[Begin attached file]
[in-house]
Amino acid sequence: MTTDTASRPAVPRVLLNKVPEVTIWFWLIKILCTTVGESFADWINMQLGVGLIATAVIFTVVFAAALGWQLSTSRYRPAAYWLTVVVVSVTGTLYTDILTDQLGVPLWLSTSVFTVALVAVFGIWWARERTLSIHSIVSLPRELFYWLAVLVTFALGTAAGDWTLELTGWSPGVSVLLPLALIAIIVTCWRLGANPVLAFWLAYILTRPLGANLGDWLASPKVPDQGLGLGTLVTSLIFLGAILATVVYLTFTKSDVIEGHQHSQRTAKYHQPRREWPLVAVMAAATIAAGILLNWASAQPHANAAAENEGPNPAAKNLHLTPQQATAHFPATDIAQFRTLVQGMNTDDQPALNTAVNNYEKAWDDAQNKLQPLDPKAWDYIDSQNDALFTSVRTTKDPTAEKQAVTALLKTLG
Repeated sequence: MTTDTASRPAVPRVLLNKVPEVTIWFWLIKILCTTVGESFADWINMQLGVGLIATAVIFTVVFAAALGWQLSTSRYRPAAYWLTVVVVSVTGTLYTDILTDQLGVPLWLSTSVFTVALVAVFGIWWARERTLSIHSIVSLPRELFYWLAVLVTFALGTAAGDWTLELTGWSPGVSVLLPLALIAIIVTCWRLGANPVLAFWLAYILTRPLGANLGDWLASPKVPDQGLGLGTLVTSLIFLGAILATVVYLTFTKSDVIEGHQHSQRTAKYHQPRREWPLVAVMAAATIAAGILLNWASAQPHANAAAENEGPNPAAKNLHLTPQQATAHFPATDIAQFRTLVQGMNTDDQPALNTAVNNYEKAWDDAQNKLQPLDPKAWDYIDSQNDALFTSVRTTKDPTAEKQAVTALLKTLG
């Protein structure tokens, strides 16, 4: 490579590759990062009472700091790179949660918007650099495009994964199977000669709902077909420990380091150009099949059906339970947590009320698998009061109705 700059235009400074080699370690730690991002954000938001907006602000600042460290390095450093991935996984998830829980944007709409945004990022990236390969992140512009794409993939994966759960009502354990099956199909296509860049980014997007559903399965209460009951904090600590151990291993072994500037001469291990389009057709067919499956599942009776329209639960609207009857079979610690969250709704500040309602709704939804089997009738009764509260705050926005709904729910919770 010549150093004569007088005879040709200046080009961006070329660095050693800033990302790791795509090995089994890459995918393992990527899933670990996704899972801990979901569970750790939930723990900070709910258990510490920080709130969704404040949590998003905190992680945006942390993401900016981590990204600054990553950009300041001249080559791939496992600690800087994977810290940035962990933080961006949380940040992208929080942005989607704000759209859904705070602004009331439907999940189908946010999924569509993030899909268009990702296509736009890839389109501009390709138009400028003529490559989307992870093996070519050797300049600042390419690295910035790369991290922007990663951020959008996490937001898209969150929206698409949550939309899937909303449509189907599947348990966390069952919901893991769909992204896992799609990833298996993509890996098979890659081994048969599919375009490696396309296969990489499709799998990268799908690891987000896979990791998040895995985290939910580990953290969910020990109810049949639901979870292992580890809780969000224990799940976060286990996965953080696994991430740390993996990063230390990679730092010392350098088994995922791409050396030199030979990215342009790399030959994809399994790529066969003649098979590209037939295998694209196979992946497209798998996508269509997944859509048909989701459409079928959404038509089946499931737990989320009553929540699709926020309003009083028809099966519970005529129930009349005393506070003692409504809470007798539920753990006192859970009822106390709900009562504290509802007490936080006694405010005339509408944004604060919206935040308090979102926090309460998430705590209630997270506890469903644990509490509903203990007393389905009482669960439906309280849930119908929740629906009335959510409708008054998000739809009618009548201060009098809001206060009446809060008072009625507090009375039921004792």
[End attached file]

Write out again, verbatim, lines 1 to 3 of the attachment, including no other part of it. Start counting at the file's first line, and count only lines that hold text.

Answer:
[in-house]
Amino acid sequence: MTTDTASRPAVPRVLLNKVPEVTIWFWLIKILCTTVGESFADWINMQLGVGLIATAVIFTVVFAAALGWQLSTSRYRPAAYWLTVVVVSVTGTLYTDILTDQLGVPLWLSTSVFTVALVAVFGIWWARERTLSIHSIVSLPRELFYWLAVLVTFALGTAAGDWTLELTGWSPGVSVLLPLALIAIIVTCWRLGANPVLAFWLAYILTRPLGANLGDWLASPKVPDQGLGLGTLVTSLIFLGAILATVVYLTFTKSDVIEGHQHSQRTAKYHQPRREWPLVAVMAAATIAAGILLNWASAQPHANAAAENEGPNPAAKNLHLTPQQATAHFPATDIAQFRTLVQGMNTDDQPALNTAVNNYEKAWDDAQNKLQPLDPKAWDYIDSQNDALFTSVRTTKDPTAEKQAVTALLKTLG
Repeated sequence: MTTDTASRPAVPRVLLNKVPEVTIWFWLIKILCTTVGESFADWINMQLGVGLIATAVIFTVVFAAALGWQLSTSRYRPAAYWLTVVVVSVTGTLYTDILTDQLGVPLWLSTSVFTVALVAVFGIWWARERTLSIHSIVSLPRELFYWLAVLVTFALGTAAGDWTLELTGWSPGVSVLLPLALIAIIVTCWRLGANPVLAFWLAYILTRPLGANLGDWLASPKVPDQGLGLGTLVTSLIFLGAILATVVYLTFTKSDVIEGHQHSQRTAKYHQPRREWPLVAVMAAATIAAGILLNWASAQPHANAAAENEGPNPAAKNLHLTPQQATAHFPATDIAQFRTLVQGMNTDDQPALNTAVNNYEKAWDDAQNKLQPLDPKAWDYIDSQNDALFTSVRTTKDPTAEKQAVTALLKTLG